The Center for Oncoendocrinology at Brigham and Women’s Hospital was established to provide expert endocrine care for cancer patients during and after treatment. Endocrinologists at the Center, a program of Dana-Farber/Brigham and Women’s Cancer Center, have specialized knowledge of endocrine issues that affect the cancer patient.
“We aim to reduce the impact of endocrine disease by providing specialized care for this patient population, and investigating the best approaches for prevention, diagnosis, and treatment,” says Ole-Petter Riksfjord Hamnvik, MB, BCh, BAO, MMSc, an endocrinologist within the Division of Endocrinology, Diabetes and Hypertension at BWH, and director of the Center for Oncoendocrinology.
The Center evaluates and manages patients with with cancer who are affected by a wide range of endocrine conditions, either during the active phase of their cancer treatment or during long-term follow-up. Approximately 75 percent of the referred patients are undergoing active cancer treatment when they are referred to the clinic, whereas the remaining 25 percent are long-term cancer survivors. Acute endocrine complications of cancer therapies include thyroid disease in patients receiving immunotherapy, or high blood sugar in patients treated with steroids. Endocrine complications that are seen in the longer term include adrenal insufficiency from prolonged steroid treatment, osteoporosis from breast cancer treatment, or an underactive thyroid or thyroid nodules as a result of radiation for Hodgkin’s lymphoma.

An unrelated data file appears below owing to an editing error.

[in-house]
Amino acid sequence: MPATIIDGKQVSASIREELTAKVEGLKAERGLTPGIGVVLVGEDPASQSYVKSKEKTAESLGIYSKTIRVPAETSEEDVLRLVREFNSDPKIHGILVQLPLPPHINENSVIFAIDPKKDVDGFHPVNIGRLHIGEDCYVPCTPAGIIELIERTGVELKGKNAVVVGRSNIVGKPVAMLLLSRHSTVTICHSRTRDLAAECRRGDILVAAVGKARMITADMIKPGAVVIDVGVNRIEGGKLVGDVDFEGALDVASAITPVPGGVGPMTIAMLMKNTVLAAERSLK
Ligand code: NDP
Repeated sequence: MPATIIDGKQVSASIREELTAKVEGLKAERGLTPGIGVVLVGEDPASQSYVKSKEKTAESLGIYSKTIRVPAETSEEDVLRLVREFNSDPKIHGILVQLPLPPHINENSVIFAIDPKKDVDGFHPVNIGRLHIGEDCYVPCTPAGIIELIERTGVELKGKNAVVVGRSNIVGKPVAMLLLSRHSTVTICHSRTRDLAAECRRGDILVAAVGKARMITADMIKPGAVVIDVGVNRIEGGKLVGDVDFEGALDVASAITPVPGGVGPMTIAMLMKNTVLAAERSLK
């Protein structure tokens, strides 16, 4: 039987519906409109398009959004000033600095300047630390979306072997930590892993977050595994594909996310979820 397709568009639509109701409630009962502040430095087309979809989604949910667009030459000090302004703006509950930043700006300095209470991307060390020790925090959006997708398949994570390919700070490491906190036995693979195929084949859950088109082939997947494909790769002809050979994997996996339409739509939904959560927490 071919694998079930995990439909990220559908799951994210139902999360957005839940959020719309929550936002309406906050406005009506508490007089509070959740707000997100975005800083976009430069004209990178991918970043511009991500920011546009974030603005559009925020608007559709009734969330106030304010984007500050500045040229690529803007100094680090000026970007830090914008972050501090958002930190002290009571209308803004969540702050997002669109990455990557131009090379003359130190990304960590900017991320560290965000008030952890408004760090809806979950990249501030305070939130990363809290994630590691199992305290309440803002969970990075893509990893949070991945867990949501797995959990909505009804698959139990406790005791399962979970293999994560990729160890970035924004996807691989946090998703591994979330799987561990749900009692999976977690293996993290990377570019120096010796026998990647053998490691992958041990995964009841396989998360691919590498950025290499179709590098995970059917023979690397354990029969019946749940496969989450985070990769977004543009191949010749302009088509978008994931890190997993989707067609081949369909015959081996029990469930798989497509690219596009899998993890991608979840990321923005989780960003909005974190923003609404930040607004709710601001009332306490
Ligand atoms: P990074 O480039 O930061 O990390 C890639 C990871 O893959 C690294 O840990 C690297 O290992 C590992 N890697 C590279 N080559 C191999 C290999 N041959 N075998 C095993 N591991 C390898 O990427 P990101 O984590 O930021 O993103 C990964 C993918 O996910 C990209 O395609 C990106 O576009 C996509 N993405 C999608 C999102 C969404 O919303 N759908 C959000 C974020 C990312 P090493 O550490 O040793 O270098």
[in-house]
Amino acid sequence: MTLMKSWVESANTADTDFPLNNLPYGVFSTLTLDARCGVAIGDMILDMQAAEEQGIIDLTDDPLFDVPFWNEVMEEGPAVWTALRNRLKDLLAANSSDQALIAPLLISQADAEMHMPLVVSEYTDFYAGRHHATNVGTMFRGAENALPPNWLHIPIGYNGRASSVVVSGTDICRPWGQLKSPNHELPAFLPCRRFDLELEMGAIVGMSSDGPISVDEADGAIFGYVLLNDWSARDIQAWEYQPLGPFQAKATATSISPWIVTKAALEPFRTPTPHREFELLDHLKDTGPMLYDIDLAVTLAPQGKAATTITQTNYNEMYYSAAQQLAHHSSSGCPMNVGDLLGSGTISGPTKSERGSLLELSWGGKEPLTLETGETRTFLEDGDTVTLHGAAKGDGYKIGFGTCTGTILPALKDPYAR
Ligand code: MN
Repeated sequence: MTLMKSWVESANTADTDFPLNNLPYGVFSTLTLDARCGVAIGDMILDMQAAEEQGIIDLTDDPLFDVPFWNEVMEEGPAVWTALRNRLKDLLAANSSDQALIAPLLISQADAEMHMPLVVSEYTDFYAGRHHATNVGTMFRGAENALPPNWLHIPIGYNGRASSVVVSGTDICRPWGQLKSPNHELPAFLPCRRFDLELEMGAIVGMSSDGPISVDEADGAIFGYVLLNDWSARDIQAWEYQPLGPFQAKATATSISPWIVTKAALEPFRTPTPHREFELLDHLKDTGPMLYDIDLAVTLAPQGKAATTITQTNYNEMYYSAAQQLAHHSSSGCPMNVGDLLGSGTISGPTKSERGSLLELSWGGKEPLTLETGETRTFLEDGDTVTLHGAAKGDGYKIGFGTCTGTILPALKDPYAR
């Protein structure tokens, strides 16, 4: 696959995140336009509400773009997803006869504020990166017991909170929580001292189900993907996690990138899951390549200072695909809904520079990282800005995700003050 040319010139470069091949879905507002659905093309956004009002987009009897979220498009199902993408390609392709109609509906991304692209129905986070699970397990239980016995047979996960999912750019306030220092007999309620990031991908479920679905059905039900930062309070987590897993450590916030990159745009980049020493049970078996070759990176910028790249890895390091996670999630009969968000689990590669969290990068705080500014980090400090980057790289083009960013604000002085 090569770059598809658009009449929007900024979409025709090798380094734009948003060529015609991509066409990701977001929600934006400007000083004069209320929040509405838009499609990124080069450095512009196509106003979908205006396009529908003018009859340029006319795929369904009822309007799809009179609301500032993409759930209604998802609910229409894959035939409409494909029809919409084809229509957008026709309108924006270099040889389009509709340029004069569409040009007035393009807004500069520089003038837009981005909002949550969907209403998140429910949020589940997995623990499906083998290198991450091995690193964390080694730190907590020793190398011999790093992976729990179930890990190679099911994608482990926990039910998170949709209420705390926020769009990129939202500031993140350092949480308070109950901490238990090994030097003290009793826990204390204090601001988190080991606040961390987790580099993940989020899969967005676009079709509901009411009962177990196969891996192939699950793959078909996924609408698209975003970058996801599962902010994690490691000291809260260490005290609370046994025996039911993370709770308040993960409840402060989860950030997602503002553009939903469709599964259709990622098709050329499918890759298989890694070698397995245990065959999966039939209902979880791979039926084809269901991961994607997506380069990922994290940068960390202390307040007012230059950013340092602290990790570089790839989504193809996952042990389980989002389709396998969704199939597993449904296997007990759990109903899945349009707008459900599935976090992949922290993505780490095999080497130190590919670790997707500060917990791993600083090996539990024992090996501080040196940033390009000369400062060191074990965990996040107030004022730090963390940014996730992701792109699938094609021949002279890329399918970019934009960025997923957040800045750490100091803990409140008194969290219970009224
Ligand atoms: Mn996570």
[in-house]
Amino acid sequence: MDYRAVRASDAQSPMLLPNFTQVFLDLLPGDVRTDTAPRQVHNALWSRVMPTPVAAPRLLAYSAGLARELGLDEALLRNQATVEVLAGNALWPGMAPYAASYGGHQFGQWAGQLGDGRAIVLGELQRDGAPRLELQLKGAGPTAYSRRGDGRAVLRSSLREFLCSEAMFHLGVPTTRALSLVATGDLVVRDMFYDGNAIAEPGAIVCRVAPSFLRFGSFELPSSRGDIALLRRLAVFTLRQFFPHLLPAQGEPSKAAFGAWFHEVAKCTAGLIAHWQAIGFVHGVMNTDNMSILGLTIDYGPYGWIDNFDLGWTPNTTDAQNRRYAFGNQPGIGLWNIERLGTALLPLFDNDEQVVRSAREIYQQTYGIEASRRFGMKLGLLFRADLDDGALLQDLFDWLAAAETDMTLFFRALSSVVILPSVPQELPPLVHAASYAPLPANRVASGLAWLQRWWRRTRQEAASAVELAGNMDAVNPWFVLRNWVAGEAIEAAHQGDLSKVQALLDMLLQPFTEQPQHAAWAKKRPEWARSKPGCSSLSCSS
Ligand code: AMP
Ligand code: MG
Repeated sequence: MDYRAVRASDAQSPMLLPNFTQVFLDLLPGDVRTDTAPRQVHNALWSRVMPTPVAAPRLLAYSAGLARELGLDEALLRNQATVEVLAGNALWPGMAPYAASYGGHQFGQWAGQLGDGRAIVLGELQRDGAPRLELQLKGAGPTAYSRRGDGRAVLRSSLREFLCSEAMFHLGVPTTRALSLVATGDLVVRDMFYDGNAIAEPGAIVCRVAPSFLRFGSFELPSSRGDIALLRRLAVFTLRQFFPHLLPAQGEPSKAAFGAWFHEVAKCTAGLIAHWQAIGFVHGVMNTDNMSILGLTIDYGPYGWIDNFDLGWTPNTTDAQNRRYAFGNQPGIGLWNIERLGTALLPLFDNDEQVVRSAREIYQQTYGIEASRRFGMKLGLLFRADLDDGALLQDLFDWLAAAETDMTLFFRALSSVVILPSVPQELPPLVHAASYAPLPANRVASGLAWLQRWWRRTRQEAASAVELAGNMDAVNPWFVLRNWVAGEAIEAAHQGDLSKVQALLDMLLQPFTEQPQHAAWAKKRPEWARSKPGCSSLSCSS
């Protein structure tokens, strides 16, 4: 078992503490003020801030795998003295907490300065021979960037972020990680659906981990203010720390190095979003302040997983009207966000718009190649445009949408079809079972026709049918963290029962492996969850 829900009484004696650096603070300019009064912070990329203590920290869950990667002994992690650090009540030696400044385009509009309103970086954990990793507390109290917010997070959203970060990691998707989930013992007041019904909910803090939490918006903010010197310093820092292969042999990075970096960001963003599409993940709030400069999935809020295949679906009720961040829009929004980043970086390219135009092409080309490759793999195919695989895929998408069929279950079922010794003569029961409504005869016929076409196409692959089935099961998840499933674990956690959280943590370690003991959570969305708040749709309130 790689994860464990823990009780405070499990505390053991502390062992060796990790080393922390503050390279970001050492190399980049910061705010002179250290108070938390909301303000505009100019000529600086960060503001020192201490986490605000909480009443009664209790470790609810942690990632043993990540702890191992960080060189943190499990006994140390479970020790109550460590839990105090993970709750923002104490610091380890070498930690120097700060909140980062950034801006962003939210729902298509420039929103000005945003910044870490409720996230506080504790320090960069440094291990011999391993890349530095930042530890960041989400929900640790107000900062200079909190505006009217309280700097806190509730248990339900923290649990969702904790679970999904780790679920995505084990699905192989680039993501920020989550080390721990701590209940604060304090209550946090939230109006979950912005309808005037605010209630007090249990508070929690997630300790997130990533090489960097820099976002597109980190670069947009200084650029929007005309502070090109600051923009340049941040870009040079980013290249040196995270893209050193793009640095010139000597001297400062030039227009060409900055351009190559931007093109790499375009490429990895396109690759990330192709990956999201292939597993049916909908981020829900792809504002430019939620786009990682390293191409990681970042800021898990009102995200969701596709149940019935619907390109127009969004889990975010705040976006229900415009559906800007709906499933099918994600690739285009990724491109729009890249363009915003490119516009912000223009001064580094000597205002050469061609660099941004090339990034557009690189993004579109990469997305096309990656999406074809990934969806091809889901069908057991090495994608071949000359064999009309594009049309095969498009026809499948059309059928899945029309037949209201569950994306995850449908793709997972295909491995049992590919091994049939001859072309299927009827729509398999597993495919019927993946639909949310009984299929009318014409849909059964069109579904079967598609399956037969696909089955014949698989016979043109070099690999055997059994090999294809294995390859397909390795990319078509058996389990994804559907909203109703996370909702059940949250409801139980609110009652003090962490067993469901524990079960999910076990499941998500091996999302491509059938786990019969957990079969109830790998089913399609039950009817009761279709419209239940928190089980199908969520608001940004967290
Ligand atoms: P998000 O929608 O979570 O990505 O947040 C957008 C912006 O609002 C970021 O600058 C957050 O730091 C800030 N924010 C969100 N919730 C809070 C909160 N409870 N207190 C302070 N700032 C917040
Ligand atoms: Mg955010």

“We have developed an expertise in endocrine complications from immunotherapy treatments. Patients who respond well to certain immunotherapy drugs, such as nivolumab or pembrolizumab, sometimes develop endocrine conditions, such as thyroiditis, hypophysitis, hypothyroidism, or adrenal insufficiency. We have also seen an increasing number of patients with type 1 diabetes as a result of immunotherapy,” says Dr. Hamnvik.
The Center for Oncoendocrinology relies on clinical expertise within BWH, collaborating with the Thyroid Nodule and Tumor Clinics, Center for Adrenal Disorders and the Pituitary/Neuroendocrine Program. The Center works closely with endocrine surgeons who perform over 600 thyroid surgeries annually.
In collaboration with Le Min, MD, PhD, the Center for Oncoendocrinology is recruiting patients for clinical trials that investigate immune responses in patients who develop autoimmune endocrine diseases during immunotherapy treatment. The Center also works collaboratively with Dana-Farber Cancer Institute oncologists to provide endocrine expertise to clinical investigation of new cancer drugs.
“We also provide educational support to physicians to ensure timely referrals and improved communication among care providers. We respond to questions from oncologists about the results of endocrine tests, and consult with pharmacies, phlebotomy and laboratory services about endocrine medications and endocrine tests,” says Dr. Hamnvik.
The Oncoendocrine Program is also collaborating with clinicians at Mount Sinai Hospital in New York and MD Anderson to identify risk factors for cancer patients who develop endocrine complications, and understand whether immunotherapy-induced type 1 diabetes differs from the classical disease.
Dr. Hamnvik’s paper, Thyroid Dysfunction from Antineoplastic Agents, published in The Journal of the National Cancer Institute (2011), is used regularly by oncologists to determine how often they should conduct thyroid tests and how to the interpret the results.
The Center for Oncoendocrinology also trains endocrinologists in the care of oncology patients, both by providing training to experienced clinicians who want to learn more about the advances in the field of oncoendocrinology, and by exposing the endocrinology fellows at Brigham and Women’s Hospital to a broad spectrum of endocrine disease in the cancer patient.
To refer a patient to The Center for Oncoendocrinology, please call (617) 632-4523.